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How to use ASP.NET controls inside XSLTs

, 15 Feb 2007
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Shows you how to generate ASP.NET controls from XSLT.

Introduction

One of the major disadvantages of using XSLTs in your code is the fact that you can't use ASP.NET controls inside XSLT code. Well... at least until now!

Why can't I use ASP.NET controls inside XSLT?

You can't use ASP.NET controls inside XSLT because when the XSLT/XML transformation is made, the page that is dynamically created and contains all the ASP.NET controls is already created. Remember that ASP.NET pages are dynamically compiled on demand when first required in the context of a Web application.

A possible solution

Now, suppose you've some ASP.NET controls inside your XSLT that you want to use.

<?xml version="1.0" encoding="UTF-8" ?>
<xsl:stylesheet version="1.0"
    xmlns:xsl="http://www.w3.org/1999/XSL/Transform"
    xmlns:msxsl="urn:schemas-microsoft-com:xslt"
    xmlns:asp="remove"
    exclude-result-prefixes="msxsl vt">
    
    <xsl:output method="html" version="4.0"/>

    <xsl:template match="/">
        <div>
            <asp:TextBox runat="server" 
              ID="NomeCompleto"><xsl:value-of select="c"/></asp:TextBox>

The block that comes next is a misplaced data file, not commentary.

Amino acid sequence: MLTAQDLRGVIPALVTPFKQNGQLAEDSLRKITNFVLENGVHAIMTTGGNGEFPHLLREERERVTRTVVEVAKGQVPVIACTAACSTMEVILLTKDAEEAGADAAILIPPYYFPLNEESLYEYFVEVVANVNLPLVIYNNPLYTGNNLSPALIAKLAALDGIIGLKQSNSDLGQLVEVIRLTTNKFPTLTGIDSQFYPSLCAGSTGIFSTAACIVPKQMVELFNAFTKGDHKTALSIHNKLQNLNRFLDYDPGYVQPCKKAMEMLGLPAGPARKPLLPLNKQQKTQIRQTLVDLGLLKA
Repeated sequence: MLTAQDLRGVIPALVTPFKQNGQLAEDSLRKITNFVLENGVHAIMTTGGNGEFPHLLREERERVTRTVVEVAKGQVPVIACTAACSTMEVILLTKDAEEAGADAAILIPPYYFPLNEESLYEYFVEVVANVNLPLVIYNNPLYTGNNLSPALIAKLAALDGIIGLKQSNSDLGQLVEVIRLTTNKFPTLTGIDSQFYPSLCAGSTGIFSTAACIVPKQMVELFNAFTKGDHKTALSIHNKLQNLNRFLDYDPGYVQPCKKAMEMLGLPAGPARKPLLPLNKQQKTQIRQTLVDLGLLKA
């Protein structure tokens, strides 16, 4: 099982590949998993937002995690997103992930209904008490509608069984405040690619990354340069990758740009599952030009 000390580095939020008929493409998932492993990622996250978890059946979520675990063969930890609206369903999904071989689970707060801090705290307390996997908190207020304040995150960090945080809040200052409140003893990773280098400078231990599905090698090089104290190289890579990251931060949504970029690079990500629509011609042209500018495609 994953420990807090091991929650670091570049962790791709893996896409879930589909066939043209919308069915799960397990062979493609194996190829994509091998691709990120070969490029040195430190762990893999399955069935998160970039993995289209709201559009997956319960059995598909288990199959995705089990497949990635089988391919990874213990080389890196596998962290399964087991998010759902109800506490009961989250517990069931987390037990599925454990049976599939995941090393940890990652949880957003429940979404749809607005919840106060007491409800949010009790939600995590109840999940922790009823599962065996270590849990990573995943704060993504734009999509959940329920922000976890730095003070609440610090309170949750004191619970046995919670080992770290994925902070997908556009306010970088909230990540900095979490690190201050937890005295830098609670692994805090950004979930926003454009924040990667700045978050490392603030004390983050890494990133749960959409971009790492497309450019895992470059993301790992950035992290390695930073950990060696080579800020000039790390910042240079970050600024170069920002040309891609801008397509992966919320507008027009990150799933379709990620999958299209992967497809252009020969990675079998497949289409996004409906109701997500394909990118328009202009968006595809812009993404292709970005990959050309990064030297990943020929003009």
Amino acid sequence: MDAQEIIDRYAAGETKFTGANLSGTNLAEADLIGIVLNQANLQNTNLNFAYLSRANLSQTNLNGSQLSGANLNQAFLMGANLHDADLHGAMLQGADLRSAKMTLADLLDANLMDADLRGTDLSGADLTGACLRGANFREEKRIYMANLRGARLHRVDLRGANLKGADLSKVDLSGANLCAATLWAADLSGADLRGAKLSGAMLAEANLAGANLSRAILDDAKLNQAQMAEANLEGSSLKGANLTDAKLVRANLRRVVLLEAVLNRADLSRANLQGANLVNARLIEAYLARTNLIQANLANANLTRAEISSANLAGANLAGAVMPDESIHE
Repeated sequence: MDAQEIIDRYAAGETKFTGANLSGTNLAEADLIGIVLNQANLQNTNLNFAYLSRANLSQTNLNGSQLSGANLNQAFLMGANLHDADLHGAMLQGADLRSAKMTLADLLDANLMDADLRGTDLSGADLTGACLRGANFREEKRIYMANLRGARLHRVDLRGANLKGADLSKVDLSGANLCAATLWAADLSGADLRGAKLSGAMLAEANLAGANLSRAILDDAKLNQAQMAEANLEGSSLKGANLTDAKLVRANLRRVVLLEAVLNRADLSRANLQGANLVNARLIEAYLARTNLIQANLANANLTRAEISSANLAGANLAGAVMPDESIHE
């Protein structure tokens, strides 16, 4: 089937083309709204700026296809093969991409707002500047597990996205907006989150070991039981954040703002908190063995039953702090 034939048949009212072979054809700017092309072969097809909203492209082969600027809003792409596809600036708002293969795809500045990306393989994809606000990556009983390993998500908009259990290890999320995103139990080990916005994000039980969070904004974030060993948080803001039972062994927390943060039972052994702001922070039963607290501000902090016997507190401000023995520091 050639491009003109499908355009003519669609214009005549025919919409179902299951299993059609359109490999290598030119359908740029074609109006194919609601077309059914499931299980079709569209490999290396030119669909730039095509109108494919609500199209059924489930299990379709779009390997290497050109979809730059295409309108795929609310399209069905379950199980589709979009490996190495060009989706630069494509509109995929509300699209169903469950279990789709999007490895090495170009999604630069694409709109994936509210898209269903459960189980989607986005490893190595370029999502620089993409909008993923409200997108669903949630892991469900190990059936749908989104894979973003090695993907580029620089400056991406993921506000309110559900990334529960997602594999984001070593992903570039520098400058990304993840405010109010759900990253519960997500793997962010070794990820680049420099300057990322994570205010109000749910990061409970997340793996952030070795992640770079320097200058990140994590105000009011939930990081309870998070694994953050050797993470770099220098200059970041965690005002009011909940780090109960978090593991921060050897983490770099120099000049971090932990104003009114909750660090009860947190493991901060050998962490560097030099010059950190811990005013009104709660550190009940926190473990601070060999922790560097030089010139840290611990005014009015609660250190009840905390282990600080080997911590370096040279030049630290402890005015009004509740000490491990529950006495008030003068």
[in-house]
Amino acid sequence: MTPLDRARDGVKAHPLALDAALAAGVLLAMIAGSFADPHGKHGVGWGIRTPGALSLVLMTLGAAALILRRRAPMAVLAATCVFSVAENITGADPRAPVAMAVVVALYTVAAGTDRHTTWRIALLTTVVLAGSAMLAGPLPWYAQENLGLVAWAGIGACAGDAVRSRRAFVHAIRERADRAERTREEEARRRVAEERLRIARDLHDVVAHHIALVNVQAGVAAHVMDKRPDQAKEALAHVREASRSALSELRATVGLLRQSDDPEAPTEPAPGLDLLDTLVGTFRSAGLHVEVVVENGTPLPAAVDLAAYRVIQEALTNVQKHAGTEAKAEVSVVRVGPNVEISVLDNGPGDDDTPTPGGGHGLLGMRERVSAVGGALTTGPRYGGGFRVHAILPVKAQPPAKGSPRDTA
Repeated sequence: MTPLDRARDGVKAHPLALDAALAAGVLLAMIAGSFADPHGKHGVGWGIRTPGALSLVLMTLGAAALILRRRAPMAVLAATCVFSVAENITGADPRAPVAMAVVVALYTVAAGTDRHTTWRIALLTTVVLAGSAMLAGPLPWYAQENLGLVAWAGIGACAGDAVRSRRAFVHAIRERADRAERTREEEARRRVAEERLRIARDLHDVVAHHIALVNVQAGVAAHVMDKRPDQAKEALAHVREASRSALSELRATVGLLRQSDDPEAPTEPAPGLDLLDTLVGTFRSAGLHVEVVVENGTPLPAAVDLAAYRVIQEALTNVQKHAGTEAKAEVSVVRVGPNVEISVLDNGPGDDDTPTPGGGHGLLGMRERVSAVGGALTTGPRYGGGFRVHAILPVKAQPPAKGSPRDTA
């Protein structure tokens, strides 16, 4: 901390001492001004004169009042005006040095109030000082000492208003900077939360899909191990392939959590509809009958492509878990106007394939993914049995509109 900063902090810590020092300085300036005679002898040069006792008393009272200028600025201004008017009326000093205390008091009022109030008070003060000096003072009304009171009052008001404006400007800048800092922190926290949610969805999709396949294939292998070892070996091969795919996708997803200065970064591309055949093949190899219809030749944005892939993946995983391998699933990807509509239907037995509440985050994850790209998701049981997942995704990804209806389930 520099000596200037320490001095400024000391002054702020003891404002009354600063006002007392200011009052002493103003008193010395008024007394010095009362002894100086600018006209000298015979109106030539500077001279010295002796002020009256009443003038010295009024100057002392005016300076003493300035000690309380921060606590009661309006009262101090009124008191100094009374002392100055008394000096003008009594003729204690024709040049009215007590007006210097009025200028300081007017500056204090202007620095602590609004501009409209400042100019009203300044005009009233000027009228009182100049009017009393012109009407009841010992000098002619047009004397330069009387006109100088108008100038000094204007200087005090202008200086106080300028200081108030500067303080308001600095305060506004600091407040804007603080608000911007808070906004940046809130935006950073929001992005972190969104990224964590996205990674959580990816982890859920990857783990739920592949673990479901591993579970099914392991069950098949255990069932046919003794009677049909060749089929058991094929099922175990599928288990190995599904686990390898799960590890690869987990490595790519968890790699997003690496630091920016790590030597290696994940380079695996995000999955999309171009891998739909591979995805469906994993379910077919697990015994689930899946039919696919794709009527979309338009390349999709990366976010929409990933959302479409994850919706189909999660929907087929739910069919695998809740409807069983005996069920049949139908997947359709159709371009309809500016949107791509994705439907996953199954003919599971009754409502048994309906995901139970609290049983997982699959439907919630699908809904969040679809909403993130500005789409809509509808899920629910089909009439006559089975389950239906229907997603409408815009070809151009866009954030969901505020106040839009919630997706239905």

</div>
    </xsl:template>
</xsl:stylesheet>

Note that I've declared the asp namespace so the XSLT processor knows the "new" namespace.

You have to execute the XSLT/XML transformation, store the HTML result in a string, and remove the string xmlns:asp="remove" from it.

The next thing you need to do is execute the ParseControl method, passing the string with the HTML of the transformation as a parameter. This method returns a reference to a control. In fact, this control has all the ASP.NET controls that were inside your XSLT.

Next, you have to add that collection of controls to your page's control collection, or if you want, to a placeholder control collection.

Remember that all this code must be executed on the Init event of the page, because on the Init event, the viewstate isn't already restored and server-side events aren't already fired. To get a reference to one of the newly created controls, you have to call the FindControl method... for each control that you want to use.

private void Page_Init(object sender, System.EventArgs e)
{
    string xml = // string com o xml
    string html = XMLFunctions.GetXSLXMLFile(
       Server.MapPath("../XSL/A.xslt"), xml);  // Do the transform...

    html = html.Replace("xmlns:asp=\"remove\"", String.Empty);//Retirar o namespace
    Control ctrl = ParseControl(html);//Get the control collection
    OutPutPlace.Controls.Add(ctrl);// OutPutPlace is a placeholder

    // Register some events
    Button okBtn = this.Page.FindControl("OK") as Button;
    // Find a Button that was inside the XSLT

    okBtn.Click += new System.EventHandler(this.OK_Click);// Registar o evento
}

Disadvantages

The fact that you've to call the ParseControl method to get the control collection, and the calls to FindControl to get a reference to a control.

The challenge

The challenge is to make the XSLT/XML transformations, if any, before the ASP.NET page for the current request is created.

The solution

To meet the challenge, we have to run some code inside the HTTP Pipeline before the PageHandlerFactory runs. The page handler factory is responsible for either finding the assembly that contains the page class or dynamically creating an ad hoc assembly.